The Council on General Education and Interdisciplinary Programs (CGEIP) has selected Dr. Mitzi Kirkland-Ives for the 2017 General Education Assessment Award for her leadership in assessment for improvement and for employing effective and innovative practices to help students achieve success in general education in ART 274: Survey of Asian Art.
In 2016-2017, CGEIP reviewed 99 annual reports and selected seven general education course coordinators for this honor. Dr. Kirkland-Ives was recognized for this achievement at the All-Faculty Recognition Ceremony on May 2.
For Shelby Morrison, the biggest struggle was the financial burden.
“I’ve had to pay for college solely on my own, so I’ve taken out quite a bit of student loans for my degree,” said Morrison, a senior from Wood River, Illinois. “It hasn’t been easy, but it means making a better life for my family and myself, and making them proud.”
Morrison is pursuing a major in health communication, one of the newer programs at Missouri State University. This degree gives her the ability to work in the health care field and interact directly with physicians.
“My mentors and professors helped me to find the health communication major, and I ended up falling in love with it,” said Morrison. “I love the fact that I will be able to help people through health care.”
Besides cost, another obstacle Morrison faced when she chose to go to college was not having anyone at home to help her plan for it. She had to discover many of the processes on her own.
“It was difficult getting prepared for college as my parents weren’t sure how to help me. It was quite an experience learning how to fill out a FAFSA, apply to college and get everything ready for the move,” said Morrison. “That was definitely challenging.”
But she never gave up because she always wanted a college education.
“I’ve never thought that college was a ‘question’ for me. I’ve always known I wanted to go,” said Morrison. “I want to make a good life for myself and my future family. My high school English teacher was the biggest inspiration to further my education. She helped me to believe I was totally capable of getting a college education.”
Advice from a soon-to-be alumna
Morrison had to find her own way and do the research on her own to succeed, but she does not want that to be the case for future first-generation college students. She seeks to inspire and help them.
Morrison is co-founder and current president of MSU: I’m First. Started in August 2015, the organization helps to ensure the success of first-generation students on campus. It provides resources such as faculty mentors and financial aid and scholarship workshops.
“My advice to future first-generation students is to definitely do your research. It’s always better to know too much than to not know about a form, deadline or event that could be very beneficial to you,” said Morrison, who will graduate this August. “Don’t be scared. This is a huge, brave step in your life and it will be worth it, even on the tough days.”
Despite having to overcome many different challenges compared to her peers, Morrison’s upbeat attitude has helped her achieve success. Her words of encouragement to any first-generation student is, “Never lose hope and always think positive!”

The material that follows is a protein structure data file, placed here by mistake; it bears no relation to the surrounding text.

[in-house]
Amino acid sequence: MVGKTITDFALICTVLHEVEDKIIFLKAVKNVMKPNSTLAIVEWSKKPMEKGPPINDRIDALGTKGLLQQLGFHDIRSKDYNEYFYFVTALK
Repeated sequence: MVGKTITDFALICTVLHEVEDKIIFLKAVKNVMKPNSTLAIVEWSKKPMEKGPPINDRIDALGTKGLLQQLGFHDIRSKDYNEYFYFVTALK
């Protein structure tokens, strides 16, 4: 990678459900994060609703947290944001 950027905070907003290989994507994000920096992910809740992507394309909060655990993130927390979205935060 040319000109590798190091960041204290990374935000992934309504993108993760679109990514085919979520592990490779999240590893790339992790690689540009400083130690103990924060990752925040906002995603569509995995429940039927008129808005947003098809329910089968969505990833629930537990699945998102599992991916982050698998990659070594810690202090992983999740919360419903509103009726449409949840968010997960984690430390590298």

Dr. Catherine Jolivette, professor of art and design, is the recipient of the 2017 FCTL Teaching Award in Diversity. According to the FCTL website, “This award recognizes faculty who focus on culturally responsive teaching and faculty who demonstrate a scholarly approach integrating diversity into the classroom.”
Jolivette said, “Diversity, for me, is getting to hear all the voices of our collective story. It’s always been part of the conversation I’ve wanted to have as an educator.”
Jolivette, a sculptor and art historian, integrates diversity into her classroom by selecting a broad range of work for study and including reading assignments from non-traditional sources. For example, in her course Women in Art, she selected essays from grassroots journals and statements from emerging artists in addition to more traditional readings from scholarly journals. She also assigned an essay from LOGOS, Missouri State’s journal of undergraduate research.
“Students like to read things written by their peers,” she said.
Her classes also present opportunities for students to express their own ideas through short writing responses, which Jolivette said reveal a broad range of experiences within the student body. “Everybody’s story is unique,” Jolivettte said, “in terms of their family caregiving, religious background and other circumstances.” She believes that, “the more ways we embrace our students and the different circumstances in which they arrive on campus,” the more effective the learning environment is for all students.
Diversity and critical thinking
Jolivette is confident that the diversity of her curriculum not only allows students to engage with a wide range of perspectives, but also enhances their critical thinking. Her conversations with students address questions such as, “Which texts do we take to be foundational? Who gets to write the story of an event or time?” Jolivette said, “I’m encouraging students to think about which perspectives we privilege in our discourse.”